Customers are increasingly taking to social media channels (Facebook, Twitter, Instagram) to publicly ask customer service related questions or to vent their anger about products defects, missed delivery dates or poor experiences. But how do you manage these very public conversations with your customer base without damaging your brand image?
In this article, I have outlined 6 Golden Rules for dealing with public customer service questions and complaints across your social media channels.
1. Choose your channel for customer service
All good social media strategies should have different content for each channel. But certain channels naturally lend themselves better to customer service support that others. Image-led Instagram typically receives a low number of customer service related queries, for example.
It is a fact that when customers would like to engage social media to resolve questions fast, they typically turn to Facebook and Twitter. But it is often difficult to be on top of both channels at the same time.
To concentrate your efforts, it is possible to encourage customer service related questions and complaints to either Twitter or Facebook.
For example, if you have lots of customers who use Twitter, you may like to set up a dedicated customer service Twitter account. This would then leave Facebook to be more image-led or event based, and purposely less customer experience focused.
2. Incorporate social media into your wider customer service plan
Customers get frustrated when a social media community manager asks them to re-direct their question to a different non-social media channel, typically phone or email. In short, if customers have chosen to use social media to ask a question, they should be responded to on that social media channel.
To ensure that customers are responded to on their chosen channel of engagement, you need to ensure that your social media community manager has the same tools and resources available as your regular customer service team.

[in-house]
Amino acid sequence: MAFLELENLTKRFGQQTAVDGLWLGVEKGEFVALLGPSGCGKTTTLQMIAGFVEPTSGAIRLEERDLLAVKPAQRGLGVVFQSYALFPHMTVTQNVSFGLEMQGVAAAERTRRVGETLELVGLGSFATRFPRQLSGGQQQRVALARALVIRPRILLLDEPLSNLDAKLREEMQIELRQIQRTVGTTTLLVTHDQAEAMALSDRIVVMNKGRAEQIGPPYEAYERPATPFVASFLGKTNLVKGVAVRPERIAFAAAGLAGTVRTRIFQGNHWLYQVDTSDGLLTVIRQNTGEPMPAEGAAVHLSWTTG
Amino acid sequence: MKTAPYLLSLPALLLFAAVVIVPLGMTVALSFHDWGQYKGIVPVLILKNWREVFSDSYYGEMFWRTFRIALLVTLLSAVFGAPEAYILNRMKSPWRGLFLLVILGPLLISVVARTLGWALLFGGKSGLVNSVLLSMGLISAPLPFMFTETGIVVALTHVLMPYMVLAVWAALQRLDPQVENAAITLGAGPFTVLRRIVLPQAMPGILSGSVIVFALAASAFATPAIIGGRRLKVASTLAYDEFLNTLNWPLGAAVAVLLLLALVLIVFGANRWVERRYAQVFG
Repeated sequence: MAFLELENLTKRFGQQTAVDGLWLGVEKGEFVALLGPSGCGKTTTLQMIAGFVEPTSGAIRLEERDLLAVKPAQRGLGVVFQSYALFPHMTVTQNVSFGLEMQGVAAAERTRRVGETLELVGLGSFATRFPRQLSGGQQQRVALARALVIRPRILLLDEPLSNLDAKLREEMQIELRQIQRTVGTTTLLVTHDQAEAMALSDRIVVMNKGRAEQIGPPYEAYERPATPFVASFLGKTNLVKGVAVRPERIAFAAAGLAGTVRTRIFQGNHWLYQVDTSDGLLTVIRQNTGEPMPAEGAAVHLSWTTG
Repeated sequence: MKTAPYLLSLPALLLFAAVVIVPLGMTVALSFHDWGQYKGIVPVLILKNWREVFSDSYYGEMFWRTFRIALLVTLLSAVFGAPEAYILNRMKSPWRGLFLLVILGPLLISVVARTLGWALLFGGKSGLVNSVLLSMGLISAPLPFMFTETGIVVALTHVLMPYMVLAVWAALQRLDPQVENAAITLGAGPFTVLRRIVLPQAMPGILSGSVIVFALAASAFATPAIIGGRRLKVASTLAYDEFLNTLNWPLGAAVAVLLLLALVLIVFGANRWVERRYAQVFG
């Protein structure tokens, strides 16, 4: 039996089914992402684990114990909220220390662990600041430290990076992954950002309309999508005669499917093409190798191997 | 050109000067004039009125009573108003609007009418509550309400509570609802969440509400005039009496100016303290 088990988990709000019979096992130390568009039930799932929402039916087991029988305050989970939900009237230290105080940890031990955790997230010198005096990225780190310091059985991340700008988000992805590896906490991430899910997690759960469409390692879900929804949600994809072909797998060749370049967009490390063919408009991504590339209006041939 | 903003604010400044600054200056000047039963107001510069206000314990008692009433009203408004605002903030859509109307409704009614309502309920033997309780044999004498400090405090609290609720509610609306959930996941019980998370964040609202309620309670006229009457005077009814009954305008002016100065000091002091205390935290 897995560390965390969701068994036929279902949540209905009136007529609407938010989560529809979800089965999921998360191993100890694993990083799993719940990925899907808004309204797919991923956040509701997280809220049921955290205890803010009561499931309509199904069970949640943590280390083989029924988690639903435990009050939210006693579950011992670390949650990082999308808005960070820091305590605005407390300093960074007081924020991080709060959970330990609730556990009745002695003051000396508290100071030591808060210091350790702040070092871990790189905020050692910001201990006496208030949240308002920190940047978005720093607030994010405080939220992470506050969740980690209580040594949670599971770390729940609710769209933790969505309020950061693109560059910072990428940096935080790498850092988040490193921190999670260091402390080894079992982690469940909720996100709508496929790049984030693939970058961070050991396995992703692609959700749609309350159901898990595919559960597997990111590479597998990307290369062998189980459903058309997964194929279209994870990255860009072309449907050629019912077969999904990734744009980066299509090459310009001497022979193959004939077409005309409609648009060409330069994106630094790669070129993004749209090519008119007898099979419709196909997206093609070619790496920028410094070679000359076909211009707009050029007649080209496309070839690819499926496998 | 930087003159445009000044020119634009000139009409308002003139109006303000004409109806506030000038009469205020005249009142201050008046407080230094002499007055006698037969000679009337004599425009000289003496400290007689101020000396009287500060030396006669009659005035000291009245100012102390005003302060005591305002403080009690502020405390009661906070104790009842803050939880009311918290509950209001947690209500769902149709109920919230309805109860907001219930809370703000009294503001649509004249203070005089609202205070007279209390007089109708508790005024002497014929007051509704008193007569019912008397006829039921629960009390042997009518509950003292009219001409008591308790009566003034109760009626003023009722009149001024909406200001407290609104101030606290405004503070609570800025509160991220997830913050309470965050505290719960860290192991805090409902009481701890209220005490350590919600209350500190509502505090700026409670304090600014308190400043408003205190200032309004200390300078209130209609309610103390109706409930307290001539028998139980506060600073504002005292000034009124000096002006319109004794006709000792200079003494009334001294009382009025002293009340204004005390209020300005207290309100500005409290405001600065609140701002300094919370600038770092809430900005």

As an example, I recently contacted MAC make up with a customer service query and was pleasantly surprised at how they were able to answer a complex customer service question on Twitter. However, this integrated approach unfortunately isn’t yet the norm.
3. Take difficult or private conversations out of the public sphere ASAP
It sounds obvious, but even if the customer is wrong or they are being on purposely difficult, it’s vital to acknowledge the issue and take the conversation from the public to the private sphere, via direct message. A discussion on the finer points of a complaint or issue in the public sphere can not only be damaging to your brand, but is also pretty boring for your community.
A simple strategy is to publicly acknowledge the customer issue with an apology (see below), ask the customer to follow you (if necessary, to send a direct message) and inform them that you have sent them a direct message to resolve the issue. You can then get into the nitty gritty detail of their complaint in a one to one private conversation, via direct message.
4. When dealing with complaints say sorry early, and be sincere in your apology
Publicly saying sorry at the earliest opportunity to customers who have complained about an issue in connection with your brand is an easy way to diffuse a situation.
However, its vital that you don’t repeat the same sorry message to different complaints otherwise you risk being perceived as being insincere, which could further escalate the issue. Take time to properly write a bespoke message to each customer (or even have multiple “I’m sorry” templates at the ready). This approach may be time consuming but ultimately if customers see you are putting in the effort it could help to bring calm to a situation.
5. Always respond to questions and complaints, and be prompt about it
The recommended response time for any customer service related question or complaint varies from business to business, sector to sector. But as a very general rule, I recommend replying within 24 hours. It’s also important not to be too focused on how quickly you respond, it’s just as important that you communicate exactly what you are doing to resolve the question or complaint.
On this note, always respond publicly to any customer feedback. Negative reviews or comments should always be replied to as its shows potential customers that you care about customer service and are a responsible business with resources in place.
6. Have a crisis plan for when things go wrong
It goes without saying that every business who wants to take social media seriously requires a crisis plan for when things go wrong on social media (e.g. your account is hacked, customer complaints snowball) or customers start to vent their anger publicly on social media about a wider business issue (e.g. product or service problems).
The crisis plan should at the very least include a response flowchart, guidelines on who internally to escalate the issue with and how to publicly respond.
In the time of a crisis, it’s also important to be transparent with your customers while minimising brand damage by keeping conversations restricted to certain channels – this is a very hard act to balance and one that may need expert help to implement.
If you are experiencing issues with your social media customer service, get in touch with us.